SESSION TITLE: Tobacco Cessation and Prevention Posters
SESSION TYPE: Original Investigation Poster
PRESENTED ON: Wednesday, October 29, 2014 at 01:30 PM - 02:30 PM
PURPOSE: Although the epidemiology of tobacco smoking and barriers to cessation are well described in the general population, such data are limited regarding homeless individuals. Given the financial and social stressors unique to the homeless population, we attempted to describe high-risk tobacco use behaviors and barriers to smoking cessation in these individuals.
METHODS: Homeless volunteers who identified themselves as current smokers completed an anonymous survey at a centralized shelter in Omaha, Nebraska. The survey instrument was a modified version of a previously validated tool. Simple descriptive statistics were used to summarize high-risk tobacco practices and barriers to smoking cessation.
RESULTS: Fifty individuals completed surveys: 84% were men; mean age was 47.3±10.3 years; racial distribution was 58% Caucasian, 36% African American, 4% Hispanic and 2% Native American; average daily cigarette consumption was 1.5 packs; and average duration of homelessness was 15.5 months. High-risk smoking behaviors were remarkably common in the homeless population with 86% reporting at least one of the behaviors included in the survey. The most common practices included sharing of cigarettes (72%), remaking cigarettes from discarded tobacco products (42%), smoking discarded cigarette remnants (34%), and adding drugs/chemicals to cigarettes (32%). While 78% of subjects reported previous counseling to quit smoking, only 46% had attempted to quit in the past year. Of these, 56.5% utilized some form of assistance. The most common self-reported barriers to smoking cessation were high levels of stress (48%) and concurrent drug abuse (36%).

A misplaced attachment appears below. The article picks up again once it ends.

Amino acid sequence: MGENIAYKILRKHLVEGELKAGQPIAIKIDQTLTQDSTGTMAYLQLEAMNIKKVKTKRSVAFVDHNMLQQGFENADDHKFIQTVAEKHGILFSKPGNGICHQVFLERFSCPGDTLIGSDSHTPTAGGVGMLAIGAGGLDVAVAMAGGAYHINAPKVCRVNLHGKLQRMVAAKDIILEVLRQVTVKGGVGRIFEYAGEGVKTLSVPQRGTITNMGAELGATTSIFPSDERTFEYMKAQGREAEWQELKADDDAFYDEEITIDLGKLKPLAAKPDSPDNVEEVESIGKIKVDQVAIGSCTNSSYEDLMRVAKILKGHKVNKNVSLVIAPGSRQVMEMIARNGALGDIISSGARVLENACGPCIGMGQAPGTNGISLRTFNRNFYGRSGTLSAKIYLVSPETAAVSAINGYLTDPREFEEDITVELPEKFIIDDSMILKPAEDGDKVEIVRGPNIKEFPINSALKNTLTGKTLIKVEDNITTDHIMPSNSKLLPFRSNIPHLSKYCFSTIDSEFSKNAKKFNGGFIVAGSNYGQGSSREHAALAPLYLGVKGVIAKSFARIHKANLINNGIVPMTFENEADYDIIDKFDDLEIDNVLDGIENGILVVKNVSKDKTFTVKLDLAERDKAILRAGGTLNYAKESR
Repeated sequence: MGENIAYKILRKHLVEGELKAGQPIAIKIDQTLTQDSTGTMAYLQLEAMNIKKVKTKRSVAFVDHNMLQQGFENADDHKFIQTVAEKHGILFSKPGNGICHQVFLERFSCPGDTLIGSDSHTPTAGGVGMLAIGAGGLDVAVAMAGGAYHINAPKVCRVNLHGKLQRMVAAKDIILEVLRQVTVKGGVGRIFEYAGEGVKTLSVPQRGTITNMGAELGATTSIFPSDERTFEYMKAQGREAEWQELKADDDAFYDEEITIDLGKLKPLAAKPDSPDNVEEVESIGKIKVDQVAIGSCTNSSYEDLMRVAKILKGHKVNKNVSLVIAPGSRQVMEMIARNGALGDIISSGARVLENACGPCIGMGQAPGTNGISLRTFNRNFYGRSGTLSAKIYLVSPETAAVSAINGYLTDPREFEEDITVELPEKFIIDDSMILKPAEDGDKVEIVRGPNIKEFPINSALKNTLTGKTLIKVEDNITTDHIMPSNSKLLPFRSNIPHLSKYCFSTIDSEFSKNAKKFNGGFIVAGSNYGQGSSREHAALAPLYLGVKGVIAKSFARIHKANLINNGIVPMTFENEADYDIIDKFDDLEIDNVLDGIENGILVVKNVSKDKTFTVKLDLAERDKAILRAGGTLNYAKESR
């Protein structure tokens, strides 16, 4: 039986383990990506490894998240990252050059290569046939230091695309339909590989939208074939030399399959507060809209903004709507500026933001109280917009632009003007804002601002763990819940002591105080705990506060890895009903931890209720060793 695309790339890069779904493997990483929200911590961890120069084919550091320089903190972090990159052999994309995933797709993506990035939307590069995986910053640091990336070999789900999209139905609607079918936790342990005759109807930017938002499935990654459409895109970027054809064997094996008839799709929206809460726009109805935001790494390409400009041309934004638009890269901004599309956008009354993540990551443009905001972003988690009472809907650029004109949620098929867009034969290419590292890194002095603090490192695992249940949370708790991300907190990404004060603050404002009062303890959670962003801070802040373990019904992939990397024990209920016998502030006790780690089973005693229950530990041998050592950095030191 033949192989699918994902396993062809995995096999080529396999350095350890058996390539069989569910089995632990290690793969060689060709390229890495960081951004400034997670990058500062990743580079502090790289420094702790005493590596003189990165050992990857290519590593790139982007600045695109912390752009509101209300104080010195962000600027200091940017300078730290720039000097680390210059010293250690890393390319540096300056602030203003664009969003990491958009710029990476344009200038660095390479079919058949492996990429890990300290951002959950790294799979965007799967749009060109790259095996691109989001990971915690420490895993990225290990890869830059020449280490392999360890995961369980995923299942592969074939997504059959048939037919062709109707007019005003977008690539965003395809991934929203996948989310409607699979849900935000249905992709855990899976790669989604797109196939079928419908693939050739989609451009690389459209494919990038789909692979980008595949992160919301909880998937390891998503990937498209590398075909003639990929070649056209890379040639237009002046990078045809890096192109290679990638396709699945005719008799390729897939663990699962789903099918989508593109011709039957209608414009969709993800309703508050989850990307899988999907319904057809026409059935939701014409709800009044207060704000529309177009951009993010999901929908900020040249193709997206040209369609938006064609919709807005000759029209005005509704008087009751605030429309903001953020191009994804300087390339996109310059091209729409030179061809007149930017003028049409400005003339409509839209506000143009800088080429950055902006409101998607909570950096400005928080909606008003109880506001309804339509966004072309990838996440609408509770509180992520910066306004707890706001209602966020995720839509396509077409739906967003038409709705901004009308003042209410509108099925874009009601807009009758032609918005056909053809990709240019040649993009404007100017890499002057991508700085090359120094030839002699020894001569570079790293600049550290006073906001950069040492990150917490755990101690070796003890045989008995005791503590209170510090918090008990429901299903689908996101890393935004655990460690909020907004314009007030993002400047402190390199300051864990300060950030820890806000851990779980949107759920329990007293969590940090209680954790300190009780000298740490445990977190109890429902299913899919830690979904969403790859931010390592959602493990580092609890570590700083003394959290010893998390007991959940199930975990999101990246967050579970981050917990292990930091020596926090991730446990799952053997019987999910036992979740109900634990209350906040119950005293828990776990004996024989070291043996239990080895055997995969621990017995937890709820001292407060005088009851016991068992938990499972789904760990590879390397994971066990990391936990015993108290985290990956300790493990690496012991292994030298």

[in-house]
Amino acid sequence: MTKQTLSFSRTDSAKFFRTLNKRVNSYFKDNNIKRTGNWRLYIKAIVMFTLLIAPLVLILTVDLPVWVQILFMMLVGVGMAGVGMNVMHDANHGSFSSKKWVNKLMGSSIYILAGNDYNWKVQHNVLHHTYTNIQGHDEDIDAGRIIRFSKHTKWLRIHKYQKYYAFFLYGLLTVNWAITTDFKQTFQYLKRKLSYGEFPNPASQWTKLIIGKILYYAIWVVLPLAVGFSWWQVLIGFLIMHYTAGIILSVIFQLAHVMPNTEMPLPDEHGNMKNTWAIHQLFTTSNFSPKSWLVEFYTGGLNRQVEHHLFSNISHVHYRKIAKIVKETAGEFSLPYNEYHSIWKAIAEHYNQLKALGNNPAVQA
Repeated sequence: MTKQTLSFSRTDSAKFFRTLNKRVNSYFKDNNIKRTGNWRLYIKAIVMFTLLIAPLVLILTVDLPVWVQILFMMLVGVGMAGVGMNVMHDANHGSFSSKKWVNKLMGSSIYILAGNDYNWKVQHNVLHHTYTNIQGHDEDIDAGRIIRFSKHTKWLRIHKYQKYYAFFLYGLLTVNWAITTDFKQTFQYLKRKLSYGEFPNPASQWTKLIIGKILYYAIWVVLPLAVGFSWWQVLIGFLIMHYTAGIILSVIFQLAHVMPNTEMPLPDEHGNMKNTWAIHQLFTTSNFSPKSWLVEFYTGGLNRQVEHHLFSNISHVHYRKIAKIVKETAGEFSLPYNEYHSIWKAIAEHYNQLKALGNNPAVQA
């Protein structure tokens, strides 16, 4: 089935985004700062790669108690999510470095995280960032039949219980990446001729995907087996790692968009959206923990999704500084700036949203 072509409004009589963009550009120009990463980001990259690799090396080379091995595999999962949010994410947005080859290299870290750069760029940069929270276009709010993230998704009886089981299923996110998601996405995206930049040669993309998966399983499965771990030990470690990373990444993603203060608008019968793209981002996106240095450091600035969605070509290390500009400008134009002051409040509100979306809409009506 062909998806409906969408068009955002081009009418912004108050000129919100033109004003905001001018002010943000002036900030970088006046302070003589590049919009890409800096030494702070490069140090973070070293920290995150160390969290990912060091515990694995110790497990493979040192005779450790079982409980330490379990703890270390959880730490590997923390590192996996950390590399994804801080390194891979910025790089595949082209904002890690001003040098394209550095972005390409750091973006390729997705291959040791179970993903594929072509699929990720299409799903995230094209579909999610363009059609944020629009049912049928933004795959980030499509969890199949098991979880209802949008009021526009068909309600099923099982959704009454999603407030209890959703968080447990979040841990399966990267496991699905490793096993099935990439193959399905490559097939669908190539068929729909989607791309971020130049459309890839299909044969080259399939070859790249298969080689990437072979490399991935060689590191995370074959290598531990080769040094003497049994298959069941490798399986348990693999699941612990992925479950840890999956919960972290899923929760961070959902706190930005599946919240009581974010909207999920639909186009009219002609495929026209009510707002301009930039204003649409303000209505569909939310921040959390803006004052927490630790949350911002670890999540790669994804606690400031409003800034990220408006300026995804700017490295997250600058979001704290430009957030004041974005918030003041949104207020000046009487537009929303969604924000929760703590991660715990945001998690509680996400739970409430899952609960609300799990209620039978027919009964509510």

CONCLUSIONS: Reported high-risk smoking behaviors varied markedly but were surprisingly common in the homeless population. The self-reported rate of attempted cessation (46%) was markedly lower than that reported for the overall population (80%). This discrepancy appears to be driven by factors inherent to homelessness, particularly social stress and substance abuse.
CLINICAL IMPLICATIONS: While the adverse health consequences of “usual” tobacco use are well described, the attributable harms conferred by high-risk behaviors practiced by the homeless are unknown but likely substantial. Although such consequences could be ameliorated through smoking cessation, homelessness presents unique barriers to long-term abstinence. A better understanding of these complex factors is needed to minimize the attendant individual and societal burdens.
DISCLOSURE: The following authors have nothing to disclose: Joseph Chen, Austin Nguyen, Shantyl Wilson, Mark Malesker, Lee Morrow
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